Pfizer Inc is not in discussions with Chinese authorities to license a generic version of its COVID-19 treatment Paxlovid for use in China, according to the company’s chief executive, Albert Bourla, on Monday, January 9. However, the company is in discussions about the price of the branded product, he said.
Reuters reported on Friday that China was in negotiations with Pfizer to get a license allowing Chinese drugmakers to produce and market a generic version of the US company’s COVID-19 antiviral medicine Paxlovid in China.
Referring to this claim, Bourla stated at the San Francisco healthcare conference hosted by J.P. Morgan, “We are not in conversations. We have already reached an arrangement for the local production of Paxlovid in China. Therefore, a local partner will manufacture Paxlovid for us, and we will subsequently offer it on the Chinese market.”
A license deal between Pfizer and the Medicines Patent Pool (MPP), which is funded by the United Nations, enables 35 pharma manufacturers from across the world to produce inexpensive copies of Paxlovid and distribute it in 95 developing nations.
This authorization does not permit the sale of generic Paxlovid in China, where illnesses have spiked since December, resulting in a significant scarcity of flu and COVID-19 medications.
Local media reports and social media posts indicate that a box of Paxlovid, sufficient for a single course of treatment, is selling for as high as 50,000 yuan ($7,313), compared to its initial price of roughly 2,000 yuan.
In 2022, the firm exported thousands of treatment courses to China, but in the past few weeks, that number has climbed to millions.
China’s Healthcare Security Administration (NHSA) said on Sunday that the government will not include Paxlovid in an update to its list of drugs covered by basic medical insurance programs due to the high price stated for the COVID-19 drug by the U.S. company.
Until the end of March, the medicine is covered by China’s comprehensive healthcare insurance program under temporary conditions.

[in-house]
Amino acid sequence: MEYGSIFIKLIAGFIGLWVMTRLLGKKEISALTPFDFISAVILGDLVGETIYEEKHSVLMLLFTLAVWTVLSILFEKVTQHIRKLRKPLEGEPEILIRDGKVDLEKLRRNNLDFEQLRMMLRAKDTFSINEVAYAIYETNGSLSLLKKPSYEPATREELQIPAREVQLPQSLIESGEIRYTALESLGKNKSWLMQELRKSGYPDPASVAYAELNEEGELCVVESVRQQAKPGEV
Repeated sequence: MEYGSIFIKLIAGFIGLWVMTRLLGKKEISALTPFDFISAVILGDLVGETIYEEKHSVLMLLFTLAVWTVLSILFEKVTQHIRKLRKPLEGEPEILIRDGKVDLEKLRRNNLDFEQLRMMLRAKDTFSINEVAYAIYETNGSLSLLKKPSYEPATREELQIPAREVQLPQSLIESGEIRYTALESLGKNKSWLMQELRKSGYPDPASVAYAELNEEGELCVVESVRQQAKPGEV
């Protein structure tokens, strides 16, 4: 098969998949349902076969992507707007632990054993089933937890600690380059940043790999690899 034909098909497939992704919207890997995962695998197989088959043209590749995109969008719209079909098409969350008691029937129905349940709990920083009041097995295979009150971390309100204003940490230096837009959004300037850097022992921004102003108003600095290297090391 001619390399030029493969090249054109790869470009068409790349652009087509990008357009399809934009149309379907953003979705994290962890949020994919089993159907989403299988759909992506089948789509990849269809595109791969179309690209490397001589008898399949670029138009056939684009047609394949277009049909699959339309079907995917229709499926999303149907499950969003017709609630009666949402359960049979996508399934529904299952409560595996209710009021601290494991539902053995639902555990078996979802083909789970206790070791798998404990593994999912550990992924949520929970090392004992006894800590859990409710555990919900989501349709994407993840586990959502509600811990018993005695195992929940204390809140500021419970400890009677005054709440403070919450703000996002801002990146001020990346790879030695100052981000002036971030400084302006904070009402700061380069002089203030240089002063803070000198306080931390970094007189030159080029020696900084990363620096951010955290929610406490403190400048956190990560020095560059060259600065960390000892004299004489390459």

Bourla stated that discussions with China on future pricing for the therapy had broken down after China demanded a lower price than what Pfizer charges for the majority of low- and middle-income nations.
“They are the second largest economy in the world, therefore I do not believe they should pay less than El Salvador,” added Bourla.
The omission to include Pfizer in the list of medications covered by basic state health insurance sparked intense debate on Chinese social media on Monday.
Some Chinese media stated that Pfizer had cut the price of Paxlovid during discussions to 600 yuan, sparking a wave of outrage and queries on social media as to why Chinese authorities had not approved this pricing.
Separately, the Chinese financial magazine Caixin said on Monday, citing anonymous sources, that Pfizer has not considerably reduced the price it charges Chinese hospitals, which is presently 1,890 yuan.
Pfizer declined to comment on media claims from China on the price it proposed during talks. NHSA did not immediately respond to a request for comment from Reuters about the negotiations.
In an editorial published on Monday, China’s state-run Global Times accused Pfizer of attempting to profit from China’s COVID-19 dispute.
The removal from the list will not affect the company’s operations in China until April, according to Bourla, and the company may end up selling exclusively to the private market in China.
In August, Pfizer secured an agreement with Zhejiang Huahai to develop Paxlovid in mainland China exclusively for Chinese patients.
Bourla stated that production is ramping up in China and that it may be able to begin manufacturing in the first part of the year, ahead of its year-end internal forecast.